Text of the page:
Legendary mixed martial artist Vitor Belfort intends to retire this weekend, following his middleweight fight against Uriah Hall in St. Louis.
Belfort (26-13) will meet Hall (13-8) in the co-main event of UFC Fight Night inside Scottrade Center. The 40-year-old Brazilian has said it will be the final appearance of his career.
“This is my retirement fight,” Belfort told UFC Unfiltered. “After that, I am putting my body to rest.
“Life is about seasons, and I think you’ve got to know the seasons. I think back sometimes, I flashback, and say, ‘Wow, I’m still doing this. Wow, that’s crazy.’ I’m very thankful, but I think my body needs to rest.”
It’s a stark departure from where Belfort was last March, when he publicly suggested the UFC create a “Legends League” where older fighters could compete under modified rules.
Belfort, who is originally from Rio de Janeiro, has since changed his mind on the subject. Sunday’s contest will mark his 41st professional fight. His professional career began in 1996.
“I was always a man of the moment. I think it helped me go through things I went through in life,” Belfort said. “I never plan [things], but I remember in 2007, I made a decision, ‘OK, I’m going to be fighting until I’m 40.’ Here I am, finishing this plan I made in 2007.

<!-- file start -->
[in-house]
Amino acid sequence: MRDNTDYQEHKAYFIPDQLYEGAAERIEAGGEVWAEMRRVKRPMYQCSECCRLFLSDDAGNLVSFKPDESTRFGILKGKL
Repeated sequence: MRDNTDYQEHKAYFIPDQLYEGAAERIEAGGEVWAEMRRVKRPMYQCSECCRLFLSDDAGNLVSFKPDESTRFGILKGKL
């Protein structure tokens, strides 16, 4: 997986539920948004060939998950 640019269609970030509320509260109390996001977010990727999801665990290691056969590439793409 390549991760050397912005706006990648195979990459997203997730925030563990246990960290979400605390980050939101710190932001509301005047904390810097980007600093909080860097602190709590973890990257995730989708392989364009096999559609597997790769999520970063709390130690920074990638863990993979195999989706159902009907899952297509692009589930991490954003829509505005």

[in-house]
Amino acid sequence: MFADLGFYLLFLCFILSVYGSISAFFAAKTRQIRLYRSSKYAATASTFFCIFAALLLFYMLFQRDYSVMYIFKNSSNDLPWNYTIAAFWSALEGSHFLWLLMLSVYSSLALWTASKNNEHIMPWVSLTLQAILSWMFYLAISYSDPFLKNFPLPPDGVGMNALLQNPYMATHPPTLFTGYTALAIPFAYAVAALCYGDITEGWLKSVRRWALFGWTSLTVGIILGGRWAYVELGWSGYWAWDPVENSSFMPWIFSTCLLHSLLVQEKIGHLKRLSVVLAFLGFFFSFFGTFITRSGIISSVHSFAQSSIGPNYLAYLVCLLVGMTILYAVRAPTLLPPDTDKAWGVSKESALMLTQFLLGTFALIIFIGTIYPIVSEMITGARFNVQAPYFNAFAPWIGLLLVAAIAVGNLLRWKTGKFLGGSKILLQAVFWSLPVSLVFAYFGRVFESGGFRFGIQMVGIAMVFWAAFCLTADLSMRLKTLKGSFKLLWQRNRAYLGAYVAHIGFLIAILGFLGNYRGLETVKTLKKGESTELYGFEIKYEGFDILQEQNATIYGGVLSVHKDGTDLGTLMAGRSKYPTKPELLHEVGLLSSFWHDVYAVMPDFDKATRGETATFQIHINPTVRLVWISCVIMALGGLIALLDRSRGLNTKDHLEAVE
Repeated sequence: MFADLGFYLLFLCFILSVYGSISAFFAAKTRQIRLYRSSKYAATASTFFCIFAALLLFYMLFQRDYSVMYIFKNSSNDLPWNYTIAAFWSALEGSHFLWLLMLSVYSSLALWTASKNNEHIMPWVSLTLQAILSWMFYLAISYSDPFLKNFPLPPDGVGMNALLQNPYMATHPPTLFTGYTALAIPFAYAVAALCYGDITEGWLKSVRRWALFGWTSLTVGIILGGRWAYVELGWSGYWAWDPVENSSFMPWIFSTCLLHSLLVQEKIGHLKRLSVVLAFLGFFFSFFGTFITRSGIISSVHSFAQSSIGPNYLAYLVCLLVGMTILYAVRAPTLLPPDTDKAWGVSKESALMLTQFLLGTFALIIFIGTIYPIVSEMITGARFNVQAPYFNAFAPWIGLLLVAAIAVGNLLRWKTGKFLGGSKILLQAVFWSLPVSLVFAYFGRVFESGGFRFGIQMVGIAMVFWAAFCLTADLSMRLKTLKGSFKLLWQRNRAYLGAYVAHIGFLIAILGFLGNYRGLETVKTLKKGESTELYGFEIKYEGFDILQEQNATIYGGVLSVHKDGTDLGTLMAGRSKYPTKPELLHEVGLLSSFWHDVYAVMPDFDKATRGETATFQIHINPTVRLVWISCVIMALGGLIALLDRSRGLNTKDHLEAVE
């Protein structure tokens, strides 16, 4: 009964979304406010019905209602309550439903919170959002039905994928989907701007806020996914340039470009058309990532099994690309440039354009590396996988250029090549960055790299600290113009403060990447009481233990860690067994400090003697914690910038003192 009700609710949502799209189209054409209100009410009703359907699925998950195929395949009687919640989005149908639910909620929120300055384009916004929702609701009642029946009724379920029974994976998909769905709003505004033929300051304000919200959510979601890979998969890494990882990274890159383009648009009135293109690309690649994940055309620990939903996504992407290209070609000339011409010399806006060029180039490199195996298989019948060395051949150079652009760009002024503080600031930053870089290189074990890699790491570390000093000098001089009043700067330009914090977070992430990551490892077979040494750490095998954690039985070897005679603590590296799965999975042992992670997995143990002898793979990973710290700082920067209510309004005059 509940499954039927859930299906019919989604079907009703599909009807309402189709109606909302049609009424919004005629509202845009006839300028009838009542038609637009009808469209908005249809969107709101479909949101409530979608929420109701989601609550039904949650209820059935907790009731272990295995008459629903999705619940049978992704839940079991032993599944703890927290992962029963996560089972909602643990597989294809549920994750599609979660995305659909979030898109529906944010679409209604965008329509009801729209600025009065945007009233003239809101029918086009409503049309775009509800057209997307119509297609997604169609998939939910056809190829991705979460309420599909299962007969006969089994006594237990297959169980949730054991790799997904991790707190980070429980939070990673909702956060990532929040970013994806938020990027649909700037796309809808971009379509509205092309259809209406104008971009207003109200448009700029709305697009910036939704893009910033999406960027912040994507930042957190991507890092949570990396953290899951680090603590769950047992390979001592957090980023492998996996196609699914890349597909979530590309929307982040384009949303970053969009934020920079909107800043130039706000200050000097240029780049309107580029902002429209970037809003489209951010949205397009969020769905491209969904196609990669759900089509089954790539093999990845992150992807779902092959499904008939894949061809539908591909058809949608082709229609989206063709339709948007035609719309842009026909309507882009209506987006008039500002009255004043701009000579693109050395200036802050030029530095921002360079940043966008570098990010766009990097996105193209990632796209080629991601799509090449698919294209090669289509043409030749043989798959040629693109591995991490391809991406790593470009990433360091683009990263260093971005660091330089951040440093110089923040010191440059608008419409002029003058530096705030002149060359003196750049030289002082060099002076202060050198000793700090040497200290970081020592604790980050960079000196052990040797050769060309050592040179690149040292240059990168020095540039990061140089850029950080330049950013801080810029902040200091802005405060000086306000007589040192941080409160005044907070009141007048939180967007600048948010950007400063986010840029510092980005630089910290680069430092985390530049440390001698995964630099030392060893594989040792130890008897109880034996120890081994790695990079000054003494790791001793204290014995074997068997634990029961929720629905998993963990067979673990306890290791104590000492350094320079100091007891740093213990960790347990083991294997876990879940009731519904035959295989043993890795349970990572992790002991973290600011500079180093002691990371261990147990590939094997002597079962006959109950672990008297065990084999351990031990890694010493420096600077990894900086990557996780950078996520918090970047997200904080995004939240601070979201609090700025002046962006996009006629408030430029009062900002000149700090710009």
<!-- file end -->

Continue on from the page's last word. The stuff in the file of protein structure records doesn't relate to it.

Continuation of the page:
“You’ve got to respect your body and know the time to transition to what’s next. A lot of athletes cannot transition. They don’t have nothing to do after.”
Belfort is a former UFC light heavyweight champion. His second pro fight was at UFC 12 in 1997, where he won a one-night heavyweight tournament.
He’s considered a pioneer in the sport and has fought the likes of Randy Couture, Tito Ortiz, Chuck Liddell, Jon Jones, Kazushi Sakuraba, Wanderlei Silva and Michael Bisping, among others.
Belfort has also been the source of some controversy. He was suspended for nine months in 2006 after testing positive for an anabolic steroid in Nevada. His use of testosterone-replacement therapy up until Nevada banned the treatment in 2014 also stirred controversy.